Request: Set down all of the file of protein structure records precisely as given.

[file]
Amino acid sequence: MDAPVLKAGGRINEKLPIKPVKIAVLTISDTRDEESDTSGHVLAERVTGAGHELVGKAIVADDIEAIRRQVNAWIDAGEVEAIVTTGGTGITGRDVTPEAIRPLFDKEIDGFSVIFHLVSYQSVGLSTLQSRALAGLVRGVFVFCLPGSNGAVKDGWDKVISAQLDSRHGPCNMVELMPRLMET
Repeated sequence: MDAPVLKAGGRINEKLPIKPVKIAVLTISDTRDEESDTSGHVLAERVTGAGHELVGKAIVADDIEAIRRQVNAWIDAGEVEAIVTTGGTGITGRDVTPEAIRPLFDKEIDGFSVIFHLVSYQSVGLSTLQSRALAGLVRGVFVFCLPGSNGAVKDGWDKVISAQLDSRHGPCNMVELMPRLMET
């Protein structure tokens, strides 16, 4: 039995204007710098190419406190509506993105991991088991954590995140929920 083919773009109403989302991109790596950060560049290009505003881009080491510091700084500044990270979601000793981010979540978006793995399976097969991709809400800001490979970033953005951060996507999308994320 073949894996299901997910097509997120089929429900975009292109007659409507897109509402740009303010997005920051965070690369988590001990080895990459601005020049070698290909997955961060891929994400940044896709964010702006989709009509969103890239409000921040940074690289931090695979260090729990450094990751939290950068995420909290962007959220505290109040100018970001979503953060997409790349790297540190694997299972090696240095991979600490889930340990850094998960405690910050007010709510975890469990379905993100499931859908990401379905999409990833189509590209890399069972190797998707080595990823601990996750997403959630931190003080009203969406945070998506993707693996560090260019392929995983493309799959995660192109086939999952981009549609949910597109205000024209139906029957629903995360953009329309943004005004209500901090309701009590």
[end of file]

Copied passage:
Amino acid sequence: MDAPVLKAGGRINEKLPIKPVKIAVLTISDTRDEESDTSGHVLAERVTGAGHELVGKAIVADDIEAIRRQVNAWIDAGEVEAIVTTGGTGITGRDVTPEAIRPLFDKEIDGFSVIFHLVSYQSVGLSTLQSRALAGLVRGVFVFCLPGSNGAVKDGWDKVISAQLDSRHGPCNMVELMPRLMET
Repeated sequence: MDAPVLKAGGRINEKLPIKPVKIAVLTISDTRDEESDTSGHVLAERVTGAGHELVGKAIVADDIEAIRRQVNAWIDAGEVEAIVTTGGTGITGRDVTPEAIRPLFDKEIDGFSVIFHLVSYQSVGLSTLQSRALAGLVRGVFVFCLPGSNGAVKDGWDKVISAQLDSRHGPCNMVELMPRLMET
């Protein structure tokens, strides 16, 4: 039995204007710098190419406190509506993105991991088991954590995140929920 083919773009109403989302991109790596950060560049290009505003881009080491510091700084500044990270979601000793981010979540978006793995399976097969991709809400800001490979970033953005951060996507999308994320 073949894996299901997910097509997120089929429900975009292109007659409507897109509402740009303010997005920051965070690369988590001990080895990459601005020049070698290909997955961060891929994400940044896709964010702006989709009509969103890239409000921040940074690289931090695979260090729990450094990751939290950068995420909290962007959220505290109040100018970001979503953060997409790349790297540190694997299972090696240095991979600490889930340990850094998960405690910050007010709510975890469990379905993100499931859908990401379905999409990833189509590209890399069972190797998707080595990823601990996750997403959630931190003080009203969406945070998506993707693996560090260019392929995983493309799959995660192109086939999952981009549609949910597109205000024209139906029957629903995360953009329309943004005004209500901090309701009590």